I refined it to a process, and it aligned well with the core concepts of parkour. That process is:
Step One: Explore
Be curious about all things. Explore life, go on adventures, discover the world and the people around you, and by doing so get the hell out of your comfort zone as often as possible. Be bold. Practice being brave. Stand up for what you believe in.
Step Two: Challenge Yourself
By exploring, you will naturally encounter obstacles, barriers, challenges of every kind. Embrace them, back yourself to overcome them, stand firm. Adversity is what shapes a hero because it provides that element of risk, that vital notion of knowing there is the risk of a personal consequence to doing the right thing but still doing it anyway.
Step Three: Adapt
Regular engagement with challenge will bring about positive adaptations in you as you grow and change in order to find your way through, over and around the obstacles on your path. Be flexible, agile, and you will over time develop the natural fluidity that is encompassed in the non-grasping mind. The art of the hero is in always seeking a positive solution no matter what difficulty faces you.
And that’s it: hero training 101. Apply this process to any field of study, any task, any endeavour, and you’ll acquire everything you need along the way. Exactly what that is will differ from person to person and from journey to journey, but this is a surefire method to make sure you find it.
Heroes are made, not born. Like the valiant warriors and characters in the stories they train hard to acquire the skill, strength, courage and intuition to be able to act in the right way at the right time. As with all things, hero-ing requires practice. The more you do it, the more you stand up to be counted, to help someone else – even in the smallest way – to give of your time, effort, resources and heart, the better you get at it. The easier it comes. The more likely you are to do it when it counts.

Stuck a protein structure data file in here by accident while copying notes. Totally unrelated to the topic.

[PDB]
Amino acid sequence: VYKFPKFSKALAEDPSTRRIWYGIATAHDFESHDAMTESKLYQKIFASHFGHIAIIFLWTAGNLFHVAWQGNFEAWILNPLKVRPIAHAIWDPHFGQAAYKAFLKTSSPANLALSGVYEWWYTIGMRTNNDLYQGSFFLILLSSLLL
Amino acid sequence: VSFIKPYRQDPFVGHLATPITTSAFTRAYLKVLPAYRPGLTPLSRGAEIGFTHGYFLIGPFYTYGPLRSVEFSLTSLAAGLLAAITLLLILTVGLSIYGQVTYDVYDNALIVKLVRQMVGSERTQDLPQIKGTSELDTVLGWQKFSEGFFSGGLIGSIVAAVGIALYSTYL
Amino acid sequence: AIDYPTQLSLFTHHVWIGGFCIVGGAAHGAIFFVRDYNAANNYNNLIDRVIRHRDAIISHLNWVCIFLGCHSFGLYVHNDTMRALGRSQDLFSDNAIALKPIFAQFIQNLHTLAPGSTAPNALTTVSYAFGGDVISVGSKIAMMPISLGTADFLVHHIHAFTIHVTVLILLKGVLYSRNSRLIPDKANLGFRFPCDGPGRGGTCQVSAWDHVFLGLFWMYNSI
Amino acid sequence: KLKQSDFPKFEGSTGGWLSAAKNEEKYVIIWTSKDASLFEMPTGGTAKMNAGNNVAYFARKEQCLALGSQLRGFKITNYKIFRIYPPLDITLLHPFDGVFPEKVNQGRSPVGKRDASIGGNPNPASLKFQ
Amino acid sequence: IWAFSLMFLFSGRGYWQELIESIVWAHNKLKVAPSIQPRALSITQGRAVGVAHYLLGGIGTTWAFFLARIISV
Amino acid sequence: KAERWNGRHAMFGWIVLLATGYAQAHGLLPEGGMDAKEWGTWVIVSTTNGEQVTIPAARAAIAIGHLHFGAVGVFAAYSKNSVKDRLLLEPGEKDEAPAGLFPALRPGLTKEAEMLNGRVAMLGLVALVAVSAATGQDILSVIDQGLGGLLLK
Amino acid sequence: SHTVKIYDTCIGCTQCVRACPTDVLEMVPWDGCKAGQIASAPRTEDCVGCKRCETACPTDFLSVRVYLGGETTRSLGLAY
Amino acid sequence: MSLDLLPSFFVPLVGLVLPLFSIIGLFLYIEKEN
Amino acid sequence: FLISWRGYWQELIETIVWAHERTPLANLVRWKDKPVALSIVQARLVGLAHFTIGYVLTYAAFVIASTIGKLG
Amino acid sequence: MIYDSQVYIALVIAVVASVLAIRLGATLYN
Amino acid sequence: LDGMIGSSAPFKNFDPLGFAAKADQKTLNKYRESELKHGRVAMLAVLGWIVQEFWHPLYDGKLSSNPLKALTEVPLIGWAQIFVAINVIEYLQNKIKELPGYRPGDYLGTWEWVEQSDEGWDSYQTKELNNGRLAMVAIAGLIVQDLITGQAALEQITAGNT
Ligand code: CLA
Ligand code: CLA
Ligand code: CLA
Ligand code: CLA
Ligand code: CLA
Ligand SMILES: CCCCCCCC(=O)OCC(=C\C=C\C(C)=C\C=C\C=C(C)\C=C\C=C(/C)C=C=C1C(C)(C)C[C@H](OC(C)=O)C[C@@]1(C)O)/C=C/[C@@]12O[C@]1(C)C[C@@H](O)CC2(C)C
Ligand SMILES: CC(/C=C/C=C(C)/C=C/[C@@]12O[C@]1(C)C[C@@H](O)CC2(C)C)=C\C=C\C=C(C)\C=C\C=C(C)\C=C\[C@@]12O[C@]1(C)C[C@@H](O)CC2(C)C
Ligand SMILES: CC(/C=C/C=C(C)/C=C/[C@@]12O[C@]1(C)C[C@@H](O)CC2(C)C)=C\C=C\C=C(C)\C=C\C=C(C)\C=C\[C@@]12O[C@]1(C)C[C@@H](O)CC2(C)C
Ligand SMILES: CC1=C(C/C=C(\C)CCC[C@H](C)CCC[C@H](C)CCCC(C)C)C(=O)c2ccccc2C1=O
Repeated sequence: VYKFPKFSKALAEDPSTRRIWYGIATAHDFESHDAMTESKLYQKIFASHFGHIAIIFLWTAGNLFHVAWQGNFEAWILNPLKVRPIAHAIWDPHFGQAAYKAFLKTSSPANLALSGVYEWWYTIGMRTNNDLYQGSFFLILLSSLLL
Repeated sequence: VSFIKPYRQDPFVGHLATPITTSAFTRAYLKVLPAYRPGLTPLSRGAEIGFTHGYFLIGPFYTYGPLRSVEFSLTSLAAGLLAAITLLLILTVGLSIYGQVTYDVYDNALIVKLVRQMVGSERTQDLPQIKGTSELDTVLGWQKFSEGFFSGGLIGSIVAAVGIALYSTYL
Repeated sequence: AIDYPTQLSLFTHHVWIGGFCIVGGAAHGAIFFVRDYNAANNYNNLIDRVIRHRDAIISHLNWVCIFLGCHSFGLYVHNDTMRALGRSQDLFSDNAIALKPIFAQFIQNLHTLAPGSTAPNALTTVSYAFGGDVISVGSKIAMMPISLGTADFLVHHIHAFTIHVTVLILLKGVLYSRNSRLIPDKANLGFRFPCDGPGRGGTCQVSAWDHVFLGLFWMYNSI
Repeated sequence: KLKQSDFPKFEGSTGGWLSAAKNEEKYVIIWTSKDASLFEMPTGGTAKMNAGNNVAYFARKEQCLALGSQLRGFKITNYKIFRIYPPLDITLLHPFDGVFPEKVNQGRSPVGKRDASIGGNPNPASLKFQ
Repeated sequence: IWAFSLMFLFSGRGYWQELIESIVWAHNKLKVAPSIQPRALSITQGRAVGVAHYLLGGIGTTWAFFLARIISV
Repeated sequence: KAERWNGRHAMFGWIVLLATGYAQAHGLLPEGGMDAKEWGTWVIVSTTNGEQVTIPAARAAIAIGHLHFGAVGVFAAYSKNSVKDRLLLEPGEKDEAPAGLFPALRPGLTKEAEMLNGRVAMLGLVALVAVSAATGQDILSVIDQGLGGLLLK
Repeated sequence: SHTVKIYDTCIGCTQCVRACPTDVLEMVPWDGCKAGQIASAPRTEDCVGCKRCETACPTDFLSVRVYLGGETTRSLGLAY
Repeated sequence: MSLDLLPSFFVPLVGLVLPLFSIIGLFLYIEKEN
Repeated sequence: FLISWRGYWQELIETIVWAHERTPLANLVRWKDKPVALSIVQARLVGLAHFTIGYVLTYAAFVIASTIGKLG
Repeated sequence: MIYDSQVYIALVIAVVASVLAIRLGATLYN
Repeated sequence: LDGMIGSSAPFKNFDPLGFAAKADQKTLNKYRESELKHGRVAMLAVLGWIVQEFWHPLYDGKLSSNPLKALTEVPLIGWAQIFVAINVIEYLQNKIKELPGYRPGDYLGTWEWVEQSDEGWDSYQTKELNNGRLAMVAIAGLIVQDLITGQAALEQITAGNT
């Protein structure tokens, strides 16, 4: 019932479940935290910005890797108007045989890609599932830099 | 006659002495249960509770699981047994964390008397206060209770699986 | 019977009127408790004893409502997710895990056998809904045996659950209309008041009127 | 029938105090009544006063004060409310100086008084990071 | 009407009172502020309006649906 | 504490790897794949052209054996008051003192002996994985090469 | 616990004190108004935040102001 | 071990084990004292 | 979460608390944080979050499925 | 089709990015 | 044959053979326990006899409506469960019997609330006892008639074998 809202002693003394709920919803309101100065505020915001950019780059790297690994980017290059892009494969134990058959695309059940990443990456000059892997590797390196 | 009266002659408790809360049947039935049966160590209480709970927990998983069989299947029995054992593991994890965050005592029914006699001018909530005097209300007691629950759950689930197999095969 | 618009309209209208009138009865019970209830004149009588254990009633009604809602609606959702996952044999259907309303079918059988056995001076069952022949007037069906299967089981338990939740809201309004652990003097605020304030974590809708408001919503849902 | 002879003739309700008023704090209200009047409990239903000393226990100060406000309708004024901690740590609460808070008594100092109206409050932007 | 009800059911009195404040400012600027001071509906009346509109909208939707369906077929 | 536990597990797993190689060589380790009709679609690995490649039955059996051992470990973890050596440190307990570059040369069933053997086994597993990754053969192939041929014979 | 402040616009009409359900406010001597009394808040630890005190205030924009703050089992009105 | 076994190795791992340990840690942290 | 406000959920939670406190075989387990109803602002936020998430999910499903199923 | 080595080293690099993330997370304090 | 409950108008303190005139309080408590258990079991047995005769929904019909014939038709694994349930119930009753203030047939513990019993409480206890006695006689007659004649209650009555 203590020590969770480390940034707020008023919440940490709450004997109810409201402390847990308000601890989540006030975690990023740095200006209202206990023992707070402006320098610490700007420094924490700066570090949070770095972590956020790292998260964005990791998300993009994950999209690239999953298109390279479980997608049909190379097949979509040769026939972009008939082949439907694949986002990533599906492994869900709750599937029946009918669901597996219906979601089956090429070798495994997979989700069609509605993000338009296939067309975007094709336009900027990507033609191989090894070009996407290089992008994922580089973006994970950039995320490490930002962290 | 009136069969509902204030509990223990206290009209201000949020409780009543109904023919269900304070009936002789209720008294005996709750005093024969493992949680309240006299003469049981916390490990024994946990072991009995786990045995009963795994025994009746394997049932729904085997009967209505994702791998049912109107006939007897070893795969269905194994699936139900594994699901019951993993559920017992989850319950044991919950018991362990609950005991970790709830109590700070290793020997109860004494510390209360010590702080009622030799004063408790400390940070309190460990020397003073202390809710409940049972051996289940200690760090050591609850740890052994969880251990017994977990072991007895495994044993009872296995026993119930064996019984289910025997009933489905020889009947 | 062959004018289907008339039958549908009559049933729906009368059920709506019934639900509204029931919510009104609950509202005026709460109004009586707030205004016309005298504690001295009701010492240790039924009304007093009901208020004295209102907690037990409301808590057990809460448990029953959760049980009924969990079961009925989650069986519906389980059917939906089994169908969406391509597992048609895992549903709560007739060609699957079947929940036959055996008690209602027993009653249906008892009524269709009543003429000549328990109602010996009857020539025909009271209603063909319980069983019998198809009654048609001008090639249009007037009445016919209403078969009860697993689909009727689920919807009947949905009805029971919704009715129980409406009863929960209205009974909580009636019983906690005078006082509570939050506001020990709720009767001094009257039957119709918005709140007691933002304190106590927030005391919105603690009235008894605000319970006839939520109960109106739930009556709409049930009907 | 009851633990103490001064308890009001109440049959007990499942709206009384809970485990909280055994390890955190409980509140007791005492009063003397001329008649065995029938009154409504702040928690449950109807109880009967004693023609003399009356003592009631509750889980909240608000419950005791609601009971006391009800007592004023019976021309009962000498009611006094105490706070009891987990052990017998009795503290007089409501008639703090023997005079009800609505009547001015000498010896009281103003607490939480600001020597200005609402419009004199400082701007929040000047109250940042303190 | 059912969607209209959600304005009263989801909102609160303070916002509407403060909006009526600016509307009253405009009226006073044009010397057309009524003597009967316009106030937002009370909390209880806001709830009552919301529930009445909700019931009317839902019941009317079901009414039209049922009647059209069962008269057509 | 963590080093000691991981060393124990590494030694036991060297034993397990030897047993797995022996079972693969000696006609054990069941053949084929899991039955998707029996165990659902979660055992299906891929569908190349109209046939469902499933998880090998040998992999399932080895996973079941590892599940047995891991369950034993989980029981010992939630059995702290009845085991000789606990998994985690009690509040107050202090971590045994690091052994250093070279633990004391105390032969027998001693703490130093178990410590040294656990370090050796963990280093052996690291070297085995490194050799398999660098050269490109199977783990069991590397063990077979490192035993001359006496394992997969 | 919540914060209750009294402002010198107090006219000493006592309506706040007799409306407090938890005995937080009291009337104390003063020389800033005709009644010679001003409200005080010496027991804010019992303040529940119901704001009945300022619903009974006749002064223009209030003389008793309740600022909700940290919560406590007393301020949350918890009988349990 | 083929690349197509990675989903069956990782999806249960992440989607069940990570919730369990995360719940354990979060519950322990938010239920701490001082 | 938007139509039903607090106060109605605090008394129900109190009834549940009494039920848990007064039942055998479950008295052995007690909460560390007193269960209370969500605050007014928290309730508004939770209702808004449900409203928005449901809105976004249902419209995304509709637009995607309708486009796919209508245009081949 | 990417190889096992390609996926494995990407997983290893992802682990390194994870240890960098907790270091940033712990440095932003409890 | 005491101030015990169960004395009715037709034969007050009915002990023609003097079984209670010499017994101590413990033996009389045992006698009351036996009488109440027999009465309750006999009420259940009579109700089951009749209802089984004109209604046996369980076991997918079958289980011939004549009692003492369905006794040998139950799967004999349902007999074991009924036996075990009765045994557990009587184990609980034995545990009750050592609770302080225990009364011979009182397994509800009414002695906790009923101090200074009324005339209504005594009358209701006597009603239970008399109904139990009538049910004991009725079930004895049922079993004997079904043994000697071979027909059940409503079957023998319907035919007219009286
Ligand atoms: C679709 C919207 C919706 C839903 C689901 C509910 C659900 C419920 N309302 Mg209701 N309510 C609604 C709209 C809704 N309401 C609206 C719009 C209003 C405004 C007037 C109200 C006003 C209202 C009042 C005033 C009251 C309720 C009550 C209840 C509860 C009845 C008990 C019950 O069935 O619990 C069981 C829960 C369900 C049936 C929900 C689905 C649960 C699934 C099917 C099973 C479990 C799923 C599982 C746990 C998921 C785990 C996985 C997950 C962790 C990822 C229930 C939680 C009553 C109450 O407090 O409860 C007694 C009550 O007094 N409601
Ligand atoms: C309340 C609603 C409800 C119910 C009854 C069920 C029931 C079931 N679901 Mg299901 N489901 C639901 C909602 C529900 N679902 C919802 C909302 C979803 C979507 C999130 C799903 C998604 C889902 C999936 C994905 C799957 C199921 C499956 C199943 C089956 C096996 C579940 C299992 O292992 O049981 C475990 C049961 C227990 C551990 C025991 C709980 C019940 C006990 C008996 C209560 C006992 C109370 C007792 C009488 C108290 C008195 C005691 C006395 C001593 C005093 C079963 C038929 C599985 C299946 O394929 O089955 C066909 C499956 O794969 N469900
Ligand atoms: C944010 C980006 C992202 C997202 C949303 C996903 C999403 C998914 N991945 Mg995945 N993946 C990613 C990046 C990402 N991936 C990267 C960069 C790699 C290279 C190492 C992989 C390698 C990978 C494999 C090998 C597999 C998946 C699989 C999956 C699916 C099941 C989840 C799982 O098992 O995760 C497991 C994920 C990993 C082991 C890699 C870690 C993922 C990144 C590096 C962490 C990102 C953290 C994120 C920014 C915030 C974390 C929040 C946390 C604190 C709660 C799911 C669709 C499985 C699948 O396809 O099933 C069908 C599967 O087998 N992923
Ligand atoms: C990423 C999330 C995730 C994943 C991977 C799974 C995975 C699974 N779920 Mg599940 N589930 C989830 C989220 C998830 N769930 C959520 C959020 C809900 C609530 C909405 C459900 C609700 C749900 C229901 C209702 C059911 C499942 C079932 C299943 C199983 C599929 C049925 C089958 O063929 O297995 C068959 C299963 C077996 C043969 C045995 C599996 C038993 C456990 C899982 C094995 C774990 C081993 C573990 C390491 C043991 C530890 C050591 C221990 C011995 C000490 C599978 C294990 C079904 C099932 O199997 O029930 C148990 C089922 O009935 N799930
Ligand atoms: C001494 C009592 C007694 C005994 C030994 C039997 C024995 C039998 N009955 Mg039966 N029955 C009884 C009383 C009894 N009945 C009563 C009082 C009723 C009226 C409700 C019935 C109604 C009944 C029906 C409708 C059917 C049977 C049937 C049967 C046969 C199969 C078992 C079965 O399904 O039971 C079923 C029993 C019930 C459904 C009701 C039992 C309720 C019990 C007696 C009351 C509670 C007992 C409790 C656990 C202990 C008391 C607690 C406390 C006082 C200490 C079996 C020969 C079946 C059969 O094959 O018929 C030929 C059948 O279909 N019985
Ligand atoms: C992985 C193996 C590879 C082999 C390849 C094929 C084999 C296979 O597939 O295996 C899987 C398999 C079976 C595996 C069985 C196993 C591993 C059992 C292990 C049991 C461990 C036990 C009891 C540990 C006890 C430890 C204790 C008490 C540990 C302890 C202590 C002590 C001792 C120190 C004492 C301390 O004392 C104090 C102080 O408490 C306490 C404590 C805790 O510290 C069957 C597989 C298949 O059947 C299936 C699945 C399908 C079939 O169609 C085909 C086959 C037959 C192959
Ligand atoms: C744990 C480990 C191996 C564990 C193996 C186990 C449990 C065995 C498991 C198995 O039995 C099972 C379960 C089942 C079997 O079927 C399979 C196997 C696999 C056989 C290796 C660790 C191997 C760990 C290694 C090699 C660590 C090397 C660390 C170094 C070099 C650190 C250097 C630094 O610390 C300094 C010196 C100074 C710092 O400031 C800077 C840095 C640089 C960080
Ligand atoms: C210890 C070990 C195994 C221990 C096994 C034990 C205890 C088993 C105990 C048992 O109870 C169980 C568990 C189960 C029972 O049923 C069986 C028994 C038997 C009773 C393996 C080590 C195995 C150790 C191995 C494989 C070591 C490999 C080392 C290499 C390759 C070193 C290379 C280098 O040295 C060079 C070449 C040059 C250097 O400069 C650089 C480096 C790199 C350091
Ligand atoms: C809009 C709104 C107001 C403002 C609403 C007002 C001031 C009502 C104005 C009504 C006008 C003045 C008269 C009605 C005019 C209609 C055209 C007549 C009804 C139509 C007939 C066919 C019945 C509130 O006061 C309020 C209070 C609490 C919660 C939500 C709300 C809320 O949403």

And it’s worth it. Not only for those you help, but also for yourself. It’s highly rewarding, and there’s nothing wrong with that. Ignore those who dismiss heroic acts as nothing but self-gratification; they are the ones likely to be sitting on the sidelines criticising from a position of safety. If you’re going to sacrifice in order to help those around you then you damn well should at least be able to feel some sense of satisfaction that you are doing the right thing.
It’ll be hard. It might cost you dear. It might claim your life. There’s a reason heroes are few and far between, and a reason they stand out in the stories as the protagonists in the first place: because it’s tough doing the right thing no matter the cost, and it’d be so much easier to fade into the crowd and let someone else sort it out. But who writes stories about people like that?
So check out the great work of Matt’s Hero Construction Company and take yourself to a Hero Round Table event in your neck of the woods, or even one far from your neck of the woods – after all, heroes have to go on journeys. You won’t regret it and you may even find yourself inspired to seek the hero within yourself. And that can’t be a bad thing.